In 1998, the Canadian province of Nova Scotia passed an act to promote community investment in local enterprise. Since the creation of this mechanism to allow pensions funds to be allocated through fund platforms for local business, one million people have participated and $40million has been invested. The beneficiaries have been companies specialising in renewable energy, co-ops, farms, community enterprises, leisure and tech. The Nova Scotian scheme is an example of creating new local flows of resource; a foundation for an economy of everyone.
The smart move in the Nova Scotia case was to move away from aggregates and think of local assets and flows. Modern economics is bedevilled by aggregates. Remember GDP, in its modern form, was established by the US economist, Simon Kuznets in 1934. It acquired utility in the context of macro demand management and a war-time economy. Kuznets warned against using it as a measure of welfare. That warning was not heeded.
Now, essentially GDP is a proxy for welfare. And so it is with employment rates, gini coefficients, productivity measures, and so on. The assumption is that if the direction of these aggregates is right all is well. To return to bugbear of mine, just look at the Government constantly parading employment rates as a vindication of its welfare polices despite all the evidence of the persistence of economic insecurity and negative well-being impacts that sit underneath that singular statistic.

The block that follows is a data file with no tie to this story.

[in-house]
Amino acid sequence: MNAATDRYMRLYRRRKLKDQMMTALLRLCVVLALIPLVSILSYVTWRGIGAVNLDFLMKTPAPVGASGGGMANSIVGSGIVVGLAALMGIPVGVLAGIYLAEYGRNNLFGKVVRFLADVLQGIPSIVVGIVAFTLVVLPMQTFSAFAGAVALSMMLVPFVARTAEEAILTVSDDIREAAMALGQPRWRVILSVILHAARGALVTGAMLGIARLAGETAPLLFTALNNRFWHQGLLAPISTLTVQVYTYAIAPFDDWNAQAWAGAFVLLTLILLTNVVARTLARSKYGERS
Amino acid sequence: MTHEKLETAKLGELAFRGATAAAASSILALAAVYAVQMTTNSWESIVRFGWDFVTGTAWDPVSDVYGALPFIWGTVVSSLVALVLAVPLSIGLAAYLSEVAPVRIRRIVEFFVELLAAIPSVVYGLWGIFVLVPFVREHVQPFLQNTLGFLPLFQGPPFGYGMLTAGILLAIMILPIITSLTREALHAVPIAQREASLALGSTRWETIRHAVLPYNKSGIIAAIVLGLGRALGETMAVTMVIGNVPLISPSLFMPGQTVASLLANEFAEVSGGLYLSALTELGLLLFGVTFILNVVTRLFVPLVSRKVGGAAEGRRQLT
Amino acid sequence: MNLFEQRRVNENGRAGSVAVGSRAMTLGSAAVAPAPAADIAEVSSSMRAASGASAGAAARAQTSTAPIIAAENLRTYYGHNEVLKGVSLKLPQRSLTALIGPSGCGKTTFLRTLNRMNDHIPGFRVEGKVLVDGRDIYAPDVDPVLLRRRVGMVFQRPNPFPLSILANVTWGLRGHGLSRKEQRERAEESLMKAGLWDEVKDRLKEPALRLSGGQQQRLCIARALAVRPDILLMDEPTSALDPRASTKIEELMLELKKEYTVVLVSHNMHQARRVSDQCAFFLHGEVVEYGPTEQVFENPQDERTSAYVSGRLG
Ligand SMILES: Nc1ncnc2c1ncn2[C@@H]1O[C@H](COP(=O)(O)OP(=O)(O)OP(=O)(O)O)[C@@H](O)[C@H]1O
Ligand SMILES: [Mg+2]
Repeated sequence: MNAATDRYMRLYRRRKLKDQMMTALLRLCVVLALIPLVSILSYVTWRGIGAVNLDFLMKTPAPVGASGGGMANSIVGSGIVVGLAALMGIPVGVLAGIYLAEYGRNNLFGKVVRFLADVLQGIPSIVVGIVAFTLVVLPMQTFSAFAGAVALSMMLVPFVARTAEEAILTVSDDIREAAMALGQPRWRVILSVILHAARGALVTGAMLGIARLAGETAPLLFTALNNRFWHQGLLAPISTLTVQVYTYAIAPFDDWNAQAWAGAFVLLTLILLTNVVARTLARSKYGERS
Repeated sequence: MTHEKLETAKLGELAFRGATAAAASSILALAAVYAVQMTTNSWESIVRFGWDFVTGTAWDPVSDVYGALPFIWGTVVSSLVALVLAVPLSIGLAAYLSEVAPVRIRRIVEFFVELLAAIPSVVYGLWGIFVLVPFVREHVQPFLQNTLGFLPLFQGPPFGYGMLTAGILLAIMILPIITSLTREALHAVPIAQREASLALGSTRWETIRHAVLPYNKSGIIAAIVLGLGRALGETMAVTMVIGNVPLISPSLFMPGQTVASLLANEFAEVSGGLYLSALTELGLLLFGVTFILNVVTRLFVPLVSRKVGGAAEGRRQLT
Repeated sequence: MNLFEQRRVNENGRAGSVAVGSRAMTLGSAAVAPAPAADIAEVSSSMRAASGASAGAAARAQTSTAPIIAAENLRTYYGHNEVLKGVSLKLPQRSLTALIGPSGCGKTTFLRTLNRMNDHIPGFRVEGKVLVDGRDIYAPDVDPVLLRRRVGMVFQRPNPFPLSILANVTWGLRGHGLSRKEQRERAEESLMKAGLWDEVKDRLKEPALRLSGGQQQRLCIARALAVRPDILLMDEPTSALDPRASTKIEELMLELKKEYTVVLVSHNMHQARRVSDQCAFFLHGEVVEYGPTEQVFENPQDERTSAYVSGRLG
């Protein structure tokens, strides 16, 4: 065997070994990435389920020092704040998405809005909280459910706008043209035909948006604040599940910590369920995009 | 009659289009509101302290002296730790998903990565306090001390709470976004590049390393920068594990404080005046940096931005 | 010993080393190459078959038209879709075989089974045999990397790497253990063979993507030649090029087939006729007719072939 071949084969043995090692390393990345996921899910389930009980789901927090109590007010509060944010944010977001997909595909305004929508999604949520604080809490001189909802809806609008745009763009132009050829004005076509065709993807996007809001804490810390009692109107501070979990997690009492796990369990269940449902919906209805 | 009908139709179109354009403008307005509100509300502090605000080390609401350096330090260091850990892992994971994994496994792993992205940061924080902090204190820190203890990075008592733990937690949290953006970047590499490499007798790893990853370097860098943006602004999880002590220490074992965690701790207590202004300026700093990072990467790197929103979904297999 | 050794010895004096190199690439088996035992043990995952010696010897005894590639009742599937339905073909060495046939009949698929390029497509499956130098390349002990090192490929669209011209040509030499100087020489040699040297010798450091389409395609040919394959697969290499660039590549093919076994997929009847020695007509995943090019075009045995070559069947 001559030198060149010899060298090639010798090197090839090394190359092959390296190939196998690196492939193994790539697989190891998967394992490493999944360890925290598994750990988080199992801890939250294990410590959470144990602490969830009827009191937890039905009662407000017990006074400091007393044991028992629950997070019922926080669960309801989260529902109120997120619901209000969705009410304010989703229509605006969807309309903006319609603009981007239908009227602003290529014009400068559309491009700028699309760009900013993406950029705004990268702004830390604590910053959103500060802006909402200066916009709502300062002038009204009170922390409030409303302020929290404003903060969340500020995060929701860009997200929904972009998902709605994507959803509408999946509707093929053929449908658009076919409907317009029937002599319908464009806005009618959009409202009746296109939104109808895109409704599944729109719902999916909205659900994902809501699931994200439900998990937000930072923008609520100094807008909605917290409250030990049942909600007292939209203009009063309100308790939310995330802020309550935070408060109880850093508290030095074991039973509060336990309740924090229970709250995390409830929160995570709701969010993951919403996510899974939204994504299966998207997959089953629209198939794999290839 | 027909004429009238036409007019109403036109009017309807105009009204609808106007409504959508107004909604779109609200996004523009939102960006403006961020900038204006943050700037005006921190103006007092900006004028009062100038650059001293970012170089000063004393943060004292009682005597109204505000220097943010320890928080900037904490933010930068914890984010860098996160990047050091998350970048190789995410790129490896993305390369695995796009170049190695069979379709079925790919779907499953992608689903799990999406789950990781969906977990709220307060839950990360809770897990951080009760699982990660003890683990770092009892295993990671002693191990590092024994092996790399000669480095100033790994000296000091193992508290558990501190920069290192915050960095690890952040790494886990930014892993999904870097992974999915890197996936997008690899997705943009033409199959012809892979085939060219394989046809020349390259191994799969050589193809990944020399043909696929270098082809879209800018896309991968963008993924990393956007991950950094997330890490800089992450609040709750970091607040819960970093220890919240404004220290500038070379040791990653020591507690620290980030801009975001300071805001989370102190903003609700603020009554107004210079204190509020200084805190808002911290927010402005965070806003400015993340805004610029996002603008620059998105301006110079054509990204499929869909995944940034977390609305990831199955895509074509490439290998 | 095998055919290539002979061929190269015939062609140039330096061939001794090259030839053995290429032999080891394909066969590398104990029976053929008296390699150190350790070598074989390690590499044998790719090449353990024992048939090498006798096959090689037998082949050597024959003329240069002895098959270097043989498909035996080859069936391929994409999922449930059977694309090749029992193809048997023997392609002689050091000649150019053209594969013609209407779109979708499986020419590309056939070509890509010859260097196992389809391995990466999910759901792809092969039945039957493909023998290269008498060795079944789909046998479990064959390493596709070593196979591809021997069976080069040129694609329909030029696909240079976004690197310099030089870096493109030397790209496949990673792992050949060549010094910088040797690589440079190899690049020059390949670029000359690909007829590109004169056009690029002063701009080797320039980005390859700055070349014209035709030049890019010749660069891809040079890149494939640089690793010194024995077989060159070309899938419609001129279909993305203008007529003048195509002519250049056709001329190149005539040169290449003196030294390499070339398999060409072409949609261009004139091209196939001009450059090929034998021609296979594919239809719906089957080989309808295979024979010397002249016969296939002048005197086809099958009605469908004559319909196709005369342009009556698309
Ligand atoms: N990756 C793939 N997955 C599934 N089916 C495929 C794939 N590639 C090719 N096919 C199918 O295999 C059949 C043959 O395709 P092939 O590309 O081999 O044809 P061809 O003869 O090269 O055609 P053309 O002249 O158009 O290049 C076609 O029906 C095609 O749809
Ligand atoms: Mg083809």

Underlying this approach to the economy is the metaphor of a machine. Your pour in inputs such as skills, labour, machines, land, enterprise and then the machine whirs away producing outputs, ie products and services. The metaphor should have been retired decades ago. Instead, the economy should be seen as a natural system; one that flows and interconnects.
The Nova Scotia case sits easier within natural metaphors. Think of the economy as a river (and my colleague Jonathan Schifferes encourages us to think like a river in a recent blog on rural Britain). As it flows through the landscape it nourishes and enriches as it goes. Whole eco-systems sit within and alongside this flow. The trick becomes one of steering this flow so it can irrigate a wider landscape and support the diversity of life as it flows. This is the essence of inclusive growth – how can we influence flow to nourish a wider landscape of social and economic resilience and opportunity?